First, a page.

Category Archives: Design

“Please Feed The Lions”: AI-driven collective poetry writing in Trafalgar Square

Google collaborated with artist Es Devlin to help London passerby contribute to an ever-evolving poem projected on Nelson’s Column in Trafalgar Square.

Cast in 1867, the four monumental lions in Trafalgar Square have been sitting as silent British icons at the base of Nelson’s Column for the past 150 years. Overnight on Monday 17 September, a fifth fluorescent red lion will join the pride. This new lion will roar poetry, and the words it roars will be chosen by the public. Everyone is invited to “feed the lion”, but this lion only eats words.

Go behind the scenes or just check out this 60-second overview:

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[YouTube]

Giant artificial flowers react to your emotions

Ah—so this is the backstory on the large installation now populating our lobby.

The flowers are built using Raspberry Pi running Android Things, our Android platform for everyday devices like home speakers, smart screens and wearables. An “alpha flower” has a camera in it and uses an embedded TensorFlow neural net to analyze which emotion it sees, and the surrounding flowers change colors based on the image the camera captures of your face. All processing is done locally, so no data is saved or sent to any servers.

Better still, the code has been open-sourced.

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Lego builds a million-brick, working (!) Bugatti

Sometimes these things almost blog themselves. 🙃

According to Design Taxi,

Brainstorming for the project took flight in June 2017, with construction initiating in March 2018. In total, the team spent “over 13,000 work hours of development and construction.”

The automobile doesn’t solely comprise Lego though. Certain parts including its steel frame, battery pair, 3D-printed gears, and real Bugatti wheels make up this 1,500kg beast.

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[YouTube]

Sononym: Finding sound by similarity

This audio browser app has a clever idea, though I wonder if it’d benefit from the kind of rendering that a Google project uses to let researchers visualize thousands of bird sounds via AI:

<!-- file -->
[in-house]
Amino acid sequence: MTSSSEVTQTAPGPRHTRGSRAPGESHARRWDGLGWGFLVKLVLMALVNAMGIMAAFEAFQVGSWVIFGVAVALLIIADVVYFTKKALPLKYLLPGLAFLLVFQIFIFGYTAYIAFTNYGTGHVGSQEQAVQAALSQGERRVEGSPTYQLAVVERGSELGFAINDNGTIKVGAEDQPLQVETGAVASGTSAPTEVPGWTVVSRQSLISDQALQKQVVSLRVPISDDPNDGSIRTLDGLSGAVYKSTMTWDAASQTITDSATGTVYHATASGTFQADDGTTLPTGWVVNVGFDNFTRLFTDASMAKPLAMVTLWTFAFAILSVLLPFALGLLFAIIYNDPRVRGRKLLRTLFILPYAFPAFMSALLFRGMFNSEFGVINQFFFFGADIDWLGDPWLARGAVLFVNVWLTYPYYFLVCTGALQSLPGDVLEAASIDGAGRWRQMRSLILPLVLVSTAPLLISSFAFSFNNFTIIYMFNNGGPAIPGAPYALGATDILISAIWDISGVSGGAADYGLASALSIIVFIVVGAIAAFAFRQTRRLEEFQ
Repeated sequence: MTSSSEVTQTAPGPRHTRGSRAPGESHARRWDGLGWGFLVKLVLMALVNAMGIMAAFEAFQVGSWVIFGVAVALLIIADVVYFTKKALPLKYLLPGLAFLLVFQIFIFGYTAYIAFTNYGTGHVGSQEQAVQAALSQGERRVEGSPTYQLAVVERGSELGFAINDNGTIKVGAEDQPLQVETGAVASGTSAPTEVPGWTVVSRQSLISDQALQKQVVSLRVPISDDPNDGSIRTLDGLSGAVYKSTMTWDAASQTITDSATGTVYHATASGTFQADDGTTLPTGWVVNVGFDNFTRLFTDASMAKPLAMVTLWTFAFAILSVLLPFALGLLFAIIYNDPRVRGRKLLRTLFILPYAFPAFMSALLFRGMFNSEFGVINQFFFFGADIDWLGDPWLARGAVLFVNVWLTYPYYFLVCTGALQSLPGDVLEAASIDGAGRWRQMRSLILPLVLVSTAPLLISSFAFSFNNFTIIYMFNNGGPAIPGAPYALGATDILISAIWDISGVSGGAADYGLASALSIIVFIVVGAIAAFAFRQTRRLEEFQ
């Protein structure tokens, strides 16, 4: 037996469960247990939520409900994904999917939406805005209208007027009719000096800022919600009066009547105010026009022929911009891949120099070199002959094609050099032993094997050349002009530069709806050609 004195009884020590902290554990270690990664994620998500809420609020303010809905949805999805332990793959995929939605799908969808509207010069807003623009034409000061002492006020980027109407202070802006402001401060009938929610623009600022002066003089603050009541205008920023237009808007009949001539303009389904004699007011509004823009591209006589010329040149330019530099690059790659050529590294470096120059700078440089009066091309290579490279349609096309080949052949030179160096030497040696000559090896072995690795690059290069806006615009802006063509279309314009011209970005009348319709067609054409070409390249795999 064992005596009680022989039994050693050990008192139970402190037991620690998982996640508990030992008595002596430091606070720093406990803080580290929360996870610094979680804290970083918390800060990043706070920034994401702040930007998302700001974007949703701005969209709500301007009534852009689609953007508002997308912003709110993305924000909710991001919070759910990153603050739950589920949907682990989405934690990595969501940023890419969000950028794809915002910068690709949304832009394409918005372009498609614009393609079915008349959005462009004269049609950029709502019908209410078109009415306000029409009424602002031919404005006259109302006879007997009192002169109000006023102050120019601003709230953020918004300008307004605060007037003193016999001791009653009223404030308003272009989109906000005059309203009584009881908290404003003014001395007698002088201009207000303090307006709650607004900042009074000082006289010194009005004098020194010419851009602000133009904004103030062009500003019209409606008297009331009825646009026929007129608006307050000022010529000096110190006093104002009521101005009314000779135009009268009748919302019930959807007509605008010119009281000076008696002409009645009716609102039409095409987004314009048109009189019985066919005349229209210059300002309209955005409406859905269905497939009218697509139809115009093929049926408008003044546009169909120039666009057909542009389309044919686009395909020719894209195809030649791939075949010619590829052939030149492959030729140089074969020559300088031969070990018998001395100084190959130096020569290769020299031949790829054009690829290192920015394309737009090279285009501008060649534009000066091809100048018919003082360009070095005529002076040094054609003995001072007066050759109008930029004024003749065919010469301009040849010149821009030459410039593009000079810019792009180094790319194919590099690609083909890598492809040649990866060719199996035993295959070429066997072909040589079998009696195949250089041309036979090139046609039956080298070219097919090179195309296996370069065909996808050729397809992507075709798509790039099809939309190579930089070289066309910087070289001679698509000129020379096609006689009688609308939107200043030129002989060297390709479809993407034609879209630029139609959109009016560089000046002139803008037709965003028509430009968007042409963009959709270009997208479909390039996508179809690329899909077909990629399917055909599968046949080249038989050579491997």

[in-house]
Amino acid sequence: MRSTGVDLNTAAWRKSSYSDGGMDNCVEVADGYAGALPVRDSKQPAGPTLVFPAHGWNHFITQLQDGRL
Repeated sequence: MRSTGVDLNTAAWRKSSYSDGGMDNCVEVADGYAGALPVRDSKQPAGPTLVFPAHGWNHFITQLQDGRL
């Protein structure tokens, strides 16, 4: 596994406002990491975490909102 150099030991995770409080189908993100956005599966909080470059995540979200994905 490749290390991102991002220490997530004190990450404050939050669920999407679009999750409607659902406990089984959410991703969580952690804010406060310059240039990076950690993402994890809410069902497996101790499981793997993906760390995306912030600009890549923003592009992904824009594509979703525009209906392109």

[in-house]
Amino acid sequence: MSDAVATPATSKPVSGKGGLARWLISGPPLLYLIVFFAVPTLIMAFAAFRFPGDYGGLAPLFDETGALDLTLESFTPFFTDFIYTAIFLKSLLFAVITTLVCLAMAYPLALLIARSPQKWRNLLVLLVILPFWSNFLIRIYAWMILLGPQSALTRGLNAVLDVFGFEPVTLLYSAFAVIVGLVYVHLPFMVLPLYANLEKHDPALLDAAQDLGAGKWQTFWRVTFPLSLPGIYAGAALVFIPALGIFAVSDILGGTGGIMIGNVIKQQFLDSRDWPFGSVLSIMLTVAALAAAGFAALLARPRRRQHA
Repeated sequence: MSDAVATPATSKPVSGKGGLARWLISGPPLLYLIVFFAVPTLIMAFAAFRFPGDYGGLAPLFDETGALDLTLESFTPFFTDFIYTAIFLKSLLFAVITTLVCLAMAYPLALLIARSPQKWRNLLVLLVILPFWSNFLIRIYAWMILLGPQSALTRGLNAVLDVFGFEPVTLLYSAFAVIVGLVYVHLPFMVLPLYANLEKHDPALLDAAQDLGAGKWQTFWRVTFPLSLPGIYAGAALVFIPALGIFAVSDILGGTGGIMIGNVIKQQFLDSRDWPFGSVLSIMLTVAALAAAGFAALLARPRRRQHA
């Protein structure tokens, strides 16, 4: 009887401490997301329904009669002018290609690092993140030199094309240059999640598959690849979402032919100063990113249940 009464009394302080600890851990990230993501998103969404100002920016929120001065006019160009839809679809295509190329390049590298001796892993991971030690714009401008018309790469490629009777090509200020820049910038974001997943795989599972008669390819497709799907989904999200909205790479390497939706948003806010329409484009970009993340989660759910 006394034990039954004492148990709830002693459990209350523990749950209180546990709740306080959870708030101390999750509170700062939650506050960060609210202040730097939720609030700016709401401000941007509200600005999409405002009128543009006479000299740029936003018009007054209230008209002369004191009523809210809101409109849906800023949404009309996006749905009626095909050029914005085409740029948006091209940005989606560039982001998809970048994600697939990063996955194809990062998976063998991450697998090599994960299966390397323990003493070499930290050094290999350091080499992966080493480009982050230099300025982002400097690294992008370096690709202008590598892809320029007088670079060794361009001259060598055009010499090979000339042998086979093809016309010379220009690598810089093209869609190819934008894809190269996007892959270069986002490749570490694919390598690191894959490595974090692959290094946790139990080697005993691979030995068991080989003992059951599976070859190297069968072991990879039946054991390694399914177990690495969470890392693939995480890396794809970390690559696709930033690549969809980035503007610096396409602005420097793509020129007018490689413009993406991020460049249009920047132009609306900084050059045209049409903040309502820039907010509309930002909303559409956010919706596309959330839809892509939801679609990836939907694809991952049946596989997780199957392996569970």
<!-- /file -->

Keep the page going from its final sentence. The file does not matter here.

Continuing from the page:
The primary innovation in Sononym is something called “similarity search”, which enable users to find similar-sounding samples in their sample collection based on any source sound. Essentially, a bit like how Google’s reverse image search works, but with audio.

The initial release focuses strictly on the core functionality of the software. That is, to offer similarity search that work with large collections of samples. Technically, our approach is a combination of feature extraction, machine learning and modern web technologies.

Not entirely dissimilar: Font Map helps you see relationships across more than 750 web fonts.

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[YouTube]

Google builds a cloud-based animation studio, creates on the fly

Google showcased its cloud-rendering & collaboration chops by deploying a cloud-based animation studio, enabling a creative team to design & render this short over three days:

To demonstrate what’s possible, we built an animated short over the course of three days.

To do it, we invited some like-minded artists who share our vision to set up a live cloud-based animation studio on the second floor of Moscone Center. These artists worked throughout the three days of the show to model, animate, and render the spot, and deliver a finished short. […]

We used Zync Render, a Renderfarm-as-a-Service running on GCP that can be deployed in minutes, and works with major 3D applications and renderers. The final piece was rendered in V-Ray for Maya.

Zync is able to deploy up to 500 render workers per project, up to a total of 48,000 vCPUs.

Pretty dope—though in my heart, these dabbing robots won’t ever compete with my then-5yo son Finn as a dancing robot:

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[YouTube 1 & 2]